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Family ownership to employee ownership

Ken Mccracken  is director of Family Business Solutions Limited. kmccracken@familybusinesssolutions.co.uk
Acknowledgement: This case study was written with the support and encouragement of David Erdal, formerly chairman of Tullis Russell Group Ltd and now director of Baxi Partnership Ltd.

An employee buy-out enabled Tullis Russell Group to quadruple productivity and double its turnover. But, as Ken McCracken discovers, the value of ownership can be a lesson hard learned

Tullis Russell Group, based in Fife, Scotland manufactures high quality, engineered paper products for customers worldwide. After six generations of family ownership the family's inherited ownership values and an unlikely family business leader resulted in the business becoming employee-owned in a pioneering capital reorganisation that was the first of its type in the UK.

The original paper mill was founded in 1809 by Robert Tullis, to cope with the impact of Napoleon's blockade of Britain on the supply of paper to the family's printing and publishing business. His successor William Tullis and his wife Agnes Russell had no family, and so in 1874 William passed the business to his nephew Robert Tullis and his brother-in-law, David Russell, who became equal partners. After Tullis Russell Limited was formed in 1906, David Russell's interest passed to his son, Sir David Russell, and in 1924 the Tullis family sold their shares to the Russell family.
 
Sir David Russell was a liberal Presbyterian with a paternalistic view of ownership responsibilities that included providing pensions and healthcare for employees at a time when business owners did not view these innovations as desirable. His successor as leader of the business, Dr David Russell, did not share his father's religious beliefs but agreed that the owners had a duty to "show love to every employee". Dr Russell's views had been formed by his experiences in the first world war, during which he had been decorated for valour at the Battle of Alamein. Sir David's other son, Patrick, was killed during the war, but Sir David still decided to divide ownership of the business equally among his surviving son, two daughters and a charitable trust in memory of Patrick.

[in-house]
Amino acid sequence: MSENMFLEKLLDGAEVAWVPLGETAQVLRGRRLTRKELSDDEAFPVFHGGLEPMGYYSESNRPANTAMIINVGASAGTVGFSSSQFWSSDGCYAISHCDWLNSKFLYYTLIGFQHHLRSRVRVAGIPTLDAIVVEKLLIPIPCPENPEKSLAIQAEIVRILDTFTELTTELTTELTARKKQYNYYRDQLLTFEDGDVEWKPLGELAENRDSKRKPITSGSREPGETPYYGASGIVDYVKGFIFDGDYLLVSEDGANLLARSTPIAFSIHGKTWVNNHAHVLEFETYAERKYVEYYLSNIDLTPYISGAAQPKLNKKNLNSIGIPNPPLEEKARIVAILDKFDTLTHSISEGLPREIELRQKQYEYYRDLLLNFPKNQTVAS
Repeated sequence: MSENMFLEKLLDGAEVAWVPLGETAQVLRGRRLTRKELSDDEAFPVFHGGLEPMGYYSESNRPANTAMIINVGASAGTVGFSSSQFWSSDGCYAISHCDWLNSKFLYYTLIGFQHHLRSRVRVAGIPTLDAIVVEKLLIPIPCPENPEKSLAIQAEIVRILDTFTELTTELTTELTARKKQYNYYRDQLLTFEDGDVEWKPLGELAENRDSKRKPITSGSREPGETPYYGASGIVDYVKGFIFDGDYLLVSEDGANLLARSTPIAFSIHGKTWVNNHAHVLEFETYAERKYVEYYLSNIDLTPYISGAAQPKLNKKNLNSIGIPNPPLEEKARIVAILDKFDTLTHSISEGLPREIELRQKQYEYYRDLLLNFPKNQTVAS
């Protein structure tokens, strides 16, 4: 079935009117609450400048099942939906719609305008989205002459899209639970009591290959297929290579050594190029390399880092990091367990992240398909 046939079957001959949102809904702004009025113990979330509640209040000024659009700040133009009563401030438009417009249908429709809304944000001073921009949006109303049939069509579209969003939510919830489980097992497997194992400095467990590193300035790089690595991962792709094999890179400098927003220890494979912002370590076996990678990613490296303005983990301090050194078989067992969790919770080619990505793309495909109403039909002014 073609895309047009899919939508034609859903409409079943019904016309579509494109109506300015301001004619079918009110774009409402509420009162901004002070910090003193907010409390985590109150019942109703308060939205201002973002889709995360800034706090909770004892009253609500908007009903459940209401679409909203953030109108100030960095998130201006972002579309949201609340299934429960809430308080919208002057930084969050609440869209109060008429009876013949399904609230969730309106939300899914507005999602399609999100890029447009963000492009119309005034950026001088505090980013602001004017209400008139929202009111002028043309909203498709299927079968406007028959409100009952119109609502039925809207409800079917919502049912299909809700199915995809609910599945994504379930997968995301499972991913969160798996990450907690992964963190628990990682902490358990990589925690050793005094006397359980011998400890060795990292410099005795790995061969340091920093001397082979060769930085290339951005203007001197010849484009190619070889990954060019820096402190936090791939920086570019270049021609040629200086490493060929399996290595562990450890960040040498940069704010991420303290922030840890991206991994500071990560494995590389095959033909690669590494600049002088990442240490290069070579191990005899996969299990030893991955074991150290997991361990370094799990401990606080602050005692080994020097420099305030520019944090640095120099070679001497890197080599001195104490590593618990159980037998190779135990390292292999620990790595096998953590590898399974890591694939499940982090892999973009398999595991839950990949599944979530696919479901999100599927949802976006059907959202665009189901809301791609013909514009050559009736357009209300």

With the approval of the other owners, Dr Russell continued to run the business as a quasi-controlling owner. The shared view of leadership succession was to find a family member to assume his role, but Dr Russell was concerned that the next generation, who had all enjoyed growing up in the liberal moral atmosphere of the 1960s, would not be safe custodians of the family's ownership values.

He investigated models of employee ownership developed in the UK by the Rowntree Trust and John Lewis Partnership, but eventually decided that outright employee ownership might not achieve the desired goal of continuity and stewardship of the business. In 1969 ownership was instead reorganised into voting and non-voting shares and Dr Russell and his wife created another trust and transferred a significant block of voting shares to the trustees. In 1975 they 'gifted' more voting shares to the trustees and merged their trust with the trust created in memory of the late Patrick Russell – what became known as the Russell Trust.